The Da Vinci Code by Dan Brown
Review by Javed Iqbal
Published: May 29, 2006
Dan Brown's fictional book provides historical perspective to events which ended up in concealing Jesus' possible marriage and possible his human side (rather than his divinity). We see in this book a reporting of historical events which led to a concealment of Jesus' message - worship God alone.
Since this website is devoted to presenting the truth of God's religion in the scriptures with an emphasis on the Quran, we thought a review is in order of Dan Brown's "The Da Vinci Code."
I read the book in summer of 2003 and saw the movie adaptation on the opening weekend.
Jesus & Mary Magdalene
The book's main theme, disturbing to some of the Christians, is that Jesus married Mary Magdalene, a child was born and the lineage continues to this day. This marriage of Jesus, if true, would bring into question Jesus' purported divinity.
From our perspective, Dan Burton has done great historical research to bring to light certain issues we consider much more prominent than Jesus' alleged marriage. To put aside the marriage issue, the Quran makes no mention of Jesus getting married. However, from the following verse, one may conclude all messengers were married, even though the word "all" is not in the verse.
[13:38] We have sent messengers before you, and we made them husbands with wives and children. No messenger can produce a miracle without GOD's authorization, and in accordance with a specific, predetermined time.
We consider the historical narrative (within conversations) in the book, about events leading to the Nicene Creed in 325 AD of great prominence. A decent size dictionary will point out that Nicene is a city in Turkey where the Nicene Creed was formulated 300 years after the death of Jesus Christ. The book details the political considerations which gave rise to the Nicene Creed.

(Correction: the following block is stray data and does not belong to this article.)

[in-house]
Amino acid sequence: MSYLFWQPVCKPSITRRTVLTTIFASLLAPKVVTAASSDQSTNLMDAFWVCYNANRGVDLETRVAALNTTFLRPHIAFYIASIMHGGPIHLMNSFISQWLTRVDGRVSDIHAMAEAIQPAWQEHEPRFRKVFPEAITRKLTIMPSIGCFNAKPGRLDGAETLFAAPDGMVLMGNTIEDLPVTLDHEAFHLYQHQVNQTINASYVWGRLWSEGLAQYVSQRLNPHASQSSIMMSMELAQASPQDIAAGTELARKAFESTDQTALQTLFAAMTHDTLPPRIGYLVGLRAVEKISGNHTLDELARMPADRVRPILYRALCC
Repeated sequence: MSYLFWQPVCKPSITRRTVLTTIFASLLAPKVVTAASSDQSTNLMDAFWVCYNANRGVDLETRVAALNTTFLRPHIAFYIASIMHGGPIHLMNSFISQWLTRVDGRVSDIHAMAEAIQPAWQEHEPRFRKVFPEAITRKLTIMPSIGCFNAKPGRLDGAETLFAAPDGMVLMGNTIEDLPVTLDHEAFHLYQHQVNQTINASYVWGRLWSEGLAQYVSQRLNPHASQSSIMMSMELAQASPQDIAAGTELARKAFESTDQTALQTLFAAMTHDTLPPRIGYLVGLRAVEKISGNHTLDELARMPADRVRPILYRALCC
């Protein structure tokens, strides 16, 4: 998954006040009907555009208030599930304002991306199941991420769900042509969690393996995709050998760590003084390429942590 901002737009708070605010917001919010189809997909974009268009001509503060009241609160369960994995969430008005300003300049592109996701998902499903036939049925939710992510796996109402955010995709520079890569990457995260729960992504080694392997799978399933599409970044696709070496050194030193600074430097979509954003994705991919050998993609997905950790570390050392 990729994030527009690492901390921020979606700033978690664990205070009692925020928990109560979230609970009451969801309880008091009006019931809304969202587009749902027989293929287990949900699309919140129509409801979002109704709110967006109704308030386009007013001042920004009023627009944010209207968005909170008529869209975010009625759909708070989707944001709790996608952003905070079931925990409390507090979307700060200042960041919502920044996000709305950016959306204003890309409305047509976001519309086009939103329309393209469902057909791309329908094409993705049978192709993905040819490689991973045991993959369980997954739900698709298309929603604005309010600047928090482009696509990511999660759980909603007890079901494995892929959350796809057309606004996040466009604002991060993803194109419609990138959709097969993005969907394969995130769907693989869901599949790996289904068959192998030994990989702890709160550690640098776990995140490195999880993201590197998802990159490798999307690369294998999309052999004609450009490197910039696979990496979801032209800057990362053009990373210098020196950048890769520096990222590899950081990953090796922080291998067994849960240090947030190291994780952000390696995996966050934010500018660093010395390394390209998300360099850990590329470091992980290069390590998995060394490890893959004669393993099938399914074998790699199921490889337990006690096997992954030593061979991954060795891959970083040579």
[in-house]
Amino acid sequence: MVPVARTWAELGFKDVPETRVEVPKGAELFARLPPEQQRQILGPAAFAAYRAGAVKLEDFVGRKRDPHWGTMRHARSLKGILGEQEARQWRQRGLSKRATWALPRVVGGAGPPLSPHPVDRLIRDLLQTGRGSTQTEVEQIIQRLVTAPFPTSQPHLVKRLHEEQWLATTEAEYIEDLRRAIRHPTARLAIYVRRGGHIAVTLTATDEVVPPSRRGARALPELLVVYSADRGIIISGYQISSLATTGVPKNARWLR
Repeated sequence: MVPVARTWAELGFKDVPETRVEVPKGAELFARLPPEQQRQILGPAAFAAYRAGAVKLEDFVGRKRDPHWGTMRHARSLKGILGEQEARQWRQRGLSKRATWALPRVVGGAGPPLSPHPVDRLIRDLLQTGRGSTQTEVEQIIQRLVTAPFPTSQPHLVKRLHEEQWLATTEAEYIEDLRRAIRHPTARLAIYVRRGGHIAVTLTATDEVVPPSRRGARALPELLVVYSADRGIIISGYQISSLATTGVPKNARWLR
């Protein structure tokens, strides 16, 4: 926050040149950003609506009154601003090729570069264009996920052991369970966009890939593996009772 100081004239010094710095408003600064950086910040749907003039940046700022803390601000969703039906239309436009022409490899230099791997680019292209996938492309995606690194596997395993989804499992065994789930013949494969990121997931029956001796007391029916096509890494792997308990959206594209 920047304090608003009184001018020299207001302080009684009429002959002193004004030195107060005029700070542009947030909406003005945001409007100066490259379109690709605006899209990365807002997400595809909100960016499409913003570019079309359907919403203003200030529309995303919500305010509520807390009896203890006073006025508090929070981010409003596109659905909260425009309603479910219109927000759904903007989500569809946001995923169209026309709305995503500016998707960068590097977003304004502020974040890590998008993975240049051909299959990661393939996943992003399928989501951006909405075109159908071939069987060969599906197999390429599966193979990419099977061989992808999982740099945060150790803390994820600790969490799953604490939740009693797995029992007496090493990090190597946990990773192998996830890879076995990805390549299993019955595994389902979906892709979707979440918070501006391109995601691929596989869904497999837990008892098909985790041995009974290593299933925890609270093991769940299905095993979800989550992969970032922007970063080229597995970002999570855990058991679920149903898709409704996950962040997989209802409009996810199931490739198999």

Jesus' message of worshipping God alone
The Creed, now accepted by most churches today is distinct from Jesus' teachings of greatest commandment or the first commandment of "You shall love the Lord, your God, with all your heart, with all your soul, and with all your mind. This is the greatest and first commandment" [Mathew 22:38-39]. The footnote to these verses in The New American Bible, Catholic Bible Press, 1987; states, "Mathew omits the first part of Mk's fuller quotation (12, 29, Dt 6, 4-5), probably because he considered its monotheistic emphasis needless for the church." The omitted part referred to in the foot note states, "You shall worship/love my Lord, and your Lord..."
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